Is Pyrite Magnetic? (And Why?)

Yes, pyrite, also known as “fool’s gold,” is weakly magnetic. 1 It exhibits a paramagnetic behavior, meaning it is attracted to magnetic fields. However, its magnetic susceptibility is relatively low compared to ferromagnetic materials like iron or nickel. 2

Well, this was just a simple answer. But there are few more things to know about this topic which will make your concept super clear.

So let’s dive right into it.

Why is pyrite weakly magnetic?

Pyrite is weakly magnetic due to its composition and crystal structure. Pyrite is an iron sulfide mineral with a chemical formula of FeS2. 3 The weak magnetism of pyrite is primarily attributed to the presence of iron (Fe) within its structure.

Iron is a ferromagnetic material, which means it can be strongly magnetized. 4 However, in the case of pyrite, the iron atoms are arranged in a crystal lattice, forming a cubic structure known as a pyrite crystal. This crystal structure interferes with the alignment of the magnetic domains within the material.

Magnetic domains are regions within a material where the magnetic moments of individual atoms align. 5 In ferromagnetic materials, these domains align in the same direction, resulting in a strong overall magnetic field. However, in pyrite, the crystal structure disrupts the alignment of these domains, causing them to be randomly oriented and canceling out the overall magnetic effect.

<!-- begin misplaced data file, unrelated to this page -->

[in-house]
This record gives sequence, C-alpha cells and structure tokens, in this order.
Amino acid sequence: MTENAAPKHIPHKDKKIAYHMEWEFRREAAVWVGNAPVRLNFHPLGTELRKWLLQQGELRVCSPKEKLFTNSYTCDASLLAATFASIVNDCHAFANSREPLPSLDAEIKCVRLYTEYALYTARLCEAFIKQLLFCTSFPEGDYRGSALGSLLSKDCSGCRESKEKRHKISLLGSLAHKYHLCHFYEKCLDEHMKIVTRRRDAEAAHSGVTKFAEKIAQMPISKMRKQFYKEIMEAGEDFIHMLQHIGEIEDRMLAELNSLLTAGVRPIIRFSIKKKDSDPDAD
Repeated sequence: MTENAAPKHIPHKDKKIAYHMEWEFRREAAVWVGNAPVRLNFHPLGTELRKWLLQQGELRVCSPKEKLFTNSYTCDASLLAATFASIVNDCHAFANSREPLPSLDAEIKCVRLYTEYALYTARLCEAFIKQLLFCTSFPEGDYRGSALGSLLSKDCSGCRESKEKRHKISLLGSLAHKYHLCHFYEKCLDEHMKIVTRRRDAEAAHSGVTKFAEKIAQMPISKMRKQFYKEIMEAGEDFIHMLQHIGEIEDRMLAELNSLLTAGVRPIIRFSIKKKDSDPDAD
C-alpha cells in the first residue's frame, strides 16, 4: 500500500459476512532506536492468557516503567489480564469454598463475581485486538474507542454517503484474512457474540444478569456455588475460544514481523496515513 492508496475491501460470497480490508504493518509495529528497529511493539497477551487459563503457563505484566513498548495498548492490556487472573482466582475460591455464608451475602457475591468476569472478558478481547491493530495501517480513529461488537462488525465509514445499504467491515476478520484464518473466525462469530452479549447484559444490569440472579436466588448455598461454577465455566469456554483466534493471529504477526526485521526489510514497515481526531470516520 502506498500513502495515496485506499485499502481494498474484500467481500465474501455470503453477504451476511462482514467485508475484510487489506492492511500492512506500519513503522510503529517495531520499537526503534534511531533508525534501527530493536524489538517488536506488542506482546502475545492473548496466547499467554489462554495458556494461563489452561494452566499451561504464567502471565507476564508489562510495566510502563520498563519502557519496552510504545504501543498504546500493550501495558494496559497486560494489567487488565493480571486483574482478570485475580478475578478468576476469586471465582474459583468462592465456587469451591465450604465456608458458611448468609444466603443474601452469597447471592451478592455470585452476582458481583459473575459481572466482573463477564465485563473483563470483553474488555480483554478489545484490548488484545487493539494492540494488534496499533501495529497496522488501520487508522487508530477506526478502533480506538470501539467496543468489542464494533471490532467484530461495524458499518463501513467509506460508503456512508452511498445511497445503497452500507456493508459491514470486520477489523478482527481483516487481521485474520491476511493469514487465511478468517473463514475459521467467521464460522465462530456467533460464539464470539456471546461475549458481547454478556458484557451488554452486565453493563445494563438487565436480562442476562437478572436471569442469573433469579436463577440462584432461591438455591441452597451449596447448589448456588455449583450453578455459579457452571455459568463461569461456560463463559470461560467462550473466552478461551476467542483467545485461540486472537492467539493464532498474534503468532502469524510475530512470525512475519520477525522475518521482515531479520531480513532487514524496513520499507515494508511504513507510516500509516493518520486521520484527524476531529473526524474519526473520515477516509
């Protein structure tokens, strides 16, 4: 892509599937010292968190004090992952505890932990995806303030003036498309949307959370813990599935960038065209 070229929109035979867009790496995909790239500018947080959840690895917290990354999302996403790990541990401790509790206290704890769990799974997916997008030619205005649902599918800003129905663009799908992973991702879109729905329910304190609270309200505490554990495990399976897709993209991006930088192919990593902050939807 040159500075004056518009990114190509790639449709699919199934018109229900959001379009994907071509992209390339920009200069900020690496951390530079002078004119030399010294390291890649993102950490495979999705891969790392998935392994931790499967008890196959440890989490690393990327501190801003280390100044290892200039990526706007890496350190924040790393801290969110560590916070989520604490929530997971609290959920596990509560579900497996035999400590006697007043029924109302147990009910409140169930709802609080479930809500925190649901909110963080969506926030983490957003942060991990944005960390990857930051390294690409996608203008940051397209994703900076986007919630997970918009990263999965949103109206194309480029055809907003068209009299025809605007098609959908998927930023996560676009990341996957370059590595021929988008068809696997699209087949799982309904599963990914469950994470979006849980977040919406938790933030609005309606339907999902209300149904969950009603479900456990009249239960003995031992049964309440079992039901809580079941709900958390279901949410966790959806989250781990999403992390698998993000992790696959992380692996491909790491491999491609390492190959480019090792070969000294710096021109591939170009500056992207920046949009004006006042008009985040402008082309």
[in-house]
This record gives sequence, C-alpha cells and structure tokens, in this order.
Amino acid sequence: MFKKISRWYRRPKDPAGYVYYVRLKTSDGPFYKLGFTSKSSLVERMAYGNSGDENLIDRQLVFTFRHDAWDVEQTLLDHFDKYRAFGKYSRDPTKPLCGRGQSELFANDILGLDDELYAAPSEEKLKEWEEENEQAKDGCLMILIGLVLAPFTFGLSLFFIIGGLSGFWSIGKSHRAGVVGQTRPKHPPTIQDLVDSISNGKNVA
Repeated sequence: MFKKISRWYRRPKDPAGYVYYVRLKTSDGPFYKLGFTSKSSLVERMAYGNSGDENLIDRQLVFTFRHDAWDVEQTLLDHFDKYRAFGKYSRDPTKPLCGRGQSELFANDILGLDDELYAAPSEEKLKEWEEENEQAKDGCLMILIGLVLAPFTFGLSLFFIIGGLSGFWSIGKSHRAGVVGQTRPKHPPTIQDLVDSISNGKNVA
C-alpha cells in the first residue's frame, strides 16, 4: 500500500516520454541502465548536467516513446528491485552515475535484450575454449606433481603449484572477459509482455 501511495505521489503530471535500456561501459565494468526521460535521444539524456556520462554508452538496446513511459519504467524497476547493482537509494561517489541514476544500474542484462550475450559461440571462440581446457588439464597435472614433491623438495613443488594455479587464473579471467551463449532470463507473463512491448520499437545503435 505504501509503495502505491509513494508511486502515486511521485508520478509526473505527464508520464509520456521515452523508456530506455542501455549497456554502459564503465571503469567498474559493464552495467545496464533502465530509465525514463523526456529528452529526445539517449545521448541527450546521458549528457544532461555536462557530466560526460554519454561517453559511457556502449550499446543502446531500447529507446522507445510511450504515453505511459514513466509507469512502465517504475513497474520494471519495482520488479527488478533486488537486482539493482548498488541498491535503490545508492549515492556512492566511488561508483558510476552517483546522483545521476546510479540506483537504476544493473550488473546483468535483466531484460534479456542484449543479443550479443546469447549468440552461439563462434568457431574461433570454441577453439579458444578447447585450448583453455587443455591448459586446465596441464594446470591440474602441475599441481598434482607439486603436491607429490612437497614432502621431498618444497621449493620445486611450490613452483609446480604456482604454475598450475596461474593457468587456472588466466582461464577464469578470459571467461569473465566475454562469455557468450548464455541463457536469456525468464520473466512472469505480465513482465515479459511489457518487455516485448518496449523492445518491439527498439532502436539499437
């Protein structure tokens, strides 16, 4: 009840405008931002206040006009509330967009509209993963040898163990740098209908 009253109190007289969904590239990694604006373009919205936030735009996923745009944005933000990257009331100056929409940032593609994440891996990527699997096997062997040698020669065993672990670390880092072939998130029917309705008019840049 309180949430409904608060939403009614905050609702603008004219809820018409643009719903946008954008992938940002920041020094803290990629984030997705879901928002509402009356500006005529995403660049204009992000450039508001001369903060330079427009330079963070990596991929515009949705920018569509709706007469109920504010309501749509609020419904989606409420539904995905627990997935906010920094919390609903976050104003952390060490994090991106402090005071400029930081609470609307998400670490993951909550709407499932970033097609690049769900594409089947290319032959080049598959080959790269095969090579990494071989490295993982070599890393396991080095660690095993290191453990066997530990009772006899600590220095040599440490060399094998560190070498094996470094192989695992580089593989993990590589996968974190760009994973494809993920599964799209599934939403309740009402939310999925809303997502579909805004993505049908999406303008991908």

As a result, pyrite exhibits only weak magnetism. When exposed to a magnetic field, pyrite will become weakly attracted to the magnet but does not retain a magnetic field once the external magnetic field is removed. 6

It’s important to note that the weak magnetism of pyrite is different from its metallic appearance, which is why it is often mistaken for gold. While gold is not magnetic at all, pyrite can exhibit a slight magnetic response due to its iron content.

Further reading

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Is Water a Matter?
Is Sound a Matter?

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Jay is an educator and has helped more than 100,000 students in their studies by providing simple and easy explanations on different science-related topics. He is a founder of Pediabay and is passionate about helping students through his easily digestible explanations.

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  1. Pyrrohtite | U.S. Geological Survey. (2016, January 1). Pyrrohtite | U.S. Geological Survey.
  2. Burgardt, P., & Seehra, M. (1977, April). Magnetic susceptibility of iron pyrite (FeS2) between 4.2 and 620 K. Solid State Communications, 22(2), 153–156.
  3. P. (n.d.). Pyrite. Pyrite | FeS2 | CID 14788 – PubChem.
  5. Magnetic Domains and Hysteresis. (n.d.). Magnetic Domains and Hysteresis.
  6. Fool’s Gold | Physics Van | UIUC.

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